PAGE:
> Eliezer/Ben,
> When you've had time to draw breath can you explain, in non-obscure,
> non-mathematical language, what the implications of the AIXI-tl
> discussion are?
> Thanks.
> Cheers, Philip

Here's a brief attempt...

AIXItl is a non-practical AGI software design, which basically consists fo
two parts

* a metaprogram
* an operating program

The operating program controls its actions.  The metaprogram works by
searching the set of all programs of size less than L than finish running in
less than T time steps, and finding the best one, and installing this best
one as the operating program.

Clearly this is a very slow approach to AI since it has to search a huge
space of programs each time it does anything.

There is a theorem that says...

Given any AI system at all, if you give AIXItl a big enough t and l, then it
can outperform the other AI system.

Note that this is an unfair contest, because the AIXItl is effectively being
given a lot more compute power than the other system.

But basically, what the theorem shows is that if you don't need to worry
about computing resources, then AI design is trivial -- you can just use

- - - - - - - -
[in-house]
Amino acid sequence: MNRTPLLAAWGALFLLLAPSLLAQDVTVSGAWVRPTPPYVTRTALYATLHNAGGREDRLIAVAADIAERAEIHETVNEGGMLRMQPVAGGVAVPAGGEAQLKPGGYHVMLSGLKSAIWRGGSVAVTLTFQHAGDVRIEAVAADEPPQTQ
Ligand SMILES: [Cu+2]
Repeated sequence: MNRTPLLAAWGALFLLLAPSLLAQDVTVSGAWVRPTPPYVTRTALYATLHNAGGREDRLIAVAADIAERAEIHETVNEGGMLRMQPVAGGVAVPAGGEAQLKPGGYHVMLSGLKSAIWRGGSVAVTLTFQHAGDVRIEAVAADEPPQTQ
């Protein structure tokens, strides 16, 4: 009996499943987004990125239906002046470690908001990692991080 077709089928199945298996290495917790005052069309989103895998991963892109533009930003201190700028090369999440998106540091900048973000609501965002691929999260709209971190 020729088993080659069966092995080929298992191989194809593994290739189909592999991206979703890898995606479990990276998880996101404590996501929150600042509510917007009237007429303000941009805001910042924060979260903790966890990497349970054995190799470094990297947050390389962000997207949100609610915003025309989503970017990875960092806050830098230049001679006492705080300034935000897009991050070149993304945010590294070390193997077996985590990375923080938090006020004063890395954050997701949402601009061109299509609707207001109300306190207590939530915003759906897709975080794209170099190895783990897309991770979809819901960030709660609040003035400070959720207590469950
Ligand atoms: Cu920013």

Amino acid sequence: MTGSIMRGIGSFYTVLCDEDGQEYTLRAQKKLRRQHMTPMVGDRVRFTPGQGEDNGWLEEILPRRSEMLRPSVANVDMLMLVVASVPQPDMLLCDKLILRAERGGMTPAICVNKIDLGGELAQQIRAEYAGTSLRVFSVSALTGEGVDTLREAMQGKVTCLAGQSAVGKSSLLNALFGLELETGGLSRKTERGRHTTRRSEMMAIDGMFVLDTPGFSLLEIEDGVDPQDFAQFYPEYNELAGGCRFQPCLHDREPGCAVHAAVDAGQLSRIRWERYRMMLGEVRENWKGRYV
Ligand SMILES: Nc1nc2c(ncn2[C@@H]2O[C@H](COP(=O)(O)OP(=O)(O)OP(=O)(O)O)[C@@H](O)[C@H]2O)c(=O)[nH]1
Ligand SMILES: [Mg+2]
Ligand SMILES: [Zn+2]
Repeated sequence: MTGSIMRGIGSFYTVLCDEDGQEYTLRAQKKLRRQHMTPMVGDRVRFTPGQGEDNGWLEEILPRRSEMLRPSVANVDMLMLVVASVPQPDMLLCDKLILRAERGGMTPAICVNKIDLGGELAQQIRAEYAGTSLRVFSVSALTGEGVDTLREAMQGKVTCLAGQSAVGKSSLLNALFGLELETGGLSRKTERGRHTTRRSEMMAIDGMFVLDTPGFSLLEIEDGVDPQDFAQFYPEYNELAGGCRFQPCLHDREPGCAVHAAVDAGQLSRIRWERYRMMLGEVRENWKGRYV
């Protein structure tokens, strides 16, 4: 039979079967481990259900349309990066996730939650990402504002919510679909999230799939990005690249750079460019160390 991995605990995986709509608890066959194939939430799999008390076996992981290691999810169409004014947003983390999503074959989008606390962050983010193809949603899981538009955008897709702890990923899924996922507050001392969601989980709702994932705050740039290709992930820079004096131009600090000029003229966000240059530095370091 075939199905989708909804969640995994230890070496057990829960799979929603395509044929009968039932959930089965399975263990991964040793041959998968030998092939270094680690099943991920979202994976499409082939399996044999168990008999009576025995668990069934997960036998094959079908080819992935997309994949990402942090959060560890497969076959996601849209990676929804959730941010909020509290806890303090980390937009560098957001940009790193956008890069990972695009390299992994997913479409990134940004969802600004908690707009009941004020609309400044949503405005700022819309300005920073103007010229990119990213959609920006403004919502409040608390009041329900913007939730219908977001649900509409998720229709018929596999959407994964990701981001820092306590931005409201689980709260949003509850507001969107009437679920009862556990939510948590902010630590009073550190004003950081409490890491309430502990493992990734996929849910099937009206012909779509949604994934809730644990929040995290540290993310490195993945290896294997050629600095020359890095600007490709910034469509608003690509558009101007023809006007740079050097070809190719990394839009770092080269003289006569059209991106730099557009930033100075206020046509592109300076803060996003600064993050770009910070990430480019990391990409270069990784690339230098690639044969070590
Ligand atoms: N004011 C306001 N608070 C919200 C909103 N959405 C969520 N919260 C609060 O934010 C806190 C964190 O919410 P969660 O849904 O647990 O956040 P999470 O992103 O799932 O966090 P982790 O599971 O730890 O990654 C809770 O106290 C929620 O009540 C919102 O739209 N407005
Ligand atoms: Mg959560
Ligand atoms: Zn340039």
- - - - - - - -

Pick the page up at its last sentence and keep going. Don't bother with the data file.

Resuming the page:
AIXItl, which is a very simple program.

This is not pragmatically useful at all, because in reality we DO have to
worry about computing resources.

What Eliezer has pointed out is that AIXItl's are bad at figuring out what
each other are going to do.

If you put a bunch of AIXItl's in a situation where they have to figure out
what each other are going to do, they probably will fail.  The reason is
that what each AIXItl does is to evaluate a lot of programs much faster than
it is, and choose one to be its operating program.  An AIXItl is not
configured to study programs that are as slow as it is, so it's not
configured to study other programs that are its clones, or are of similar
complexity to it.

On the other hand, humans are dumber than AIXItl's (for big t and l), but
they are smarter at figuring out what *each other* are going to do, because
they are built to be able to evaluate programs (other humans) around as slow
as they are.

This is a technical reflection of the basic truth that

* just because one AI system is a lot smarter than another when given any
problem of fixed complexity to solve
* doesn't mean the smarter AI system is better at figuring out and
interacting with others of *its kind*, than the dumber one is at figuring
out and interacting with others of *its kind*.

Of course, I glossed over a good bit in trying to summarize the ideas

In this way, Novamentes are more like humans than AIXItl's.

-- Ben G

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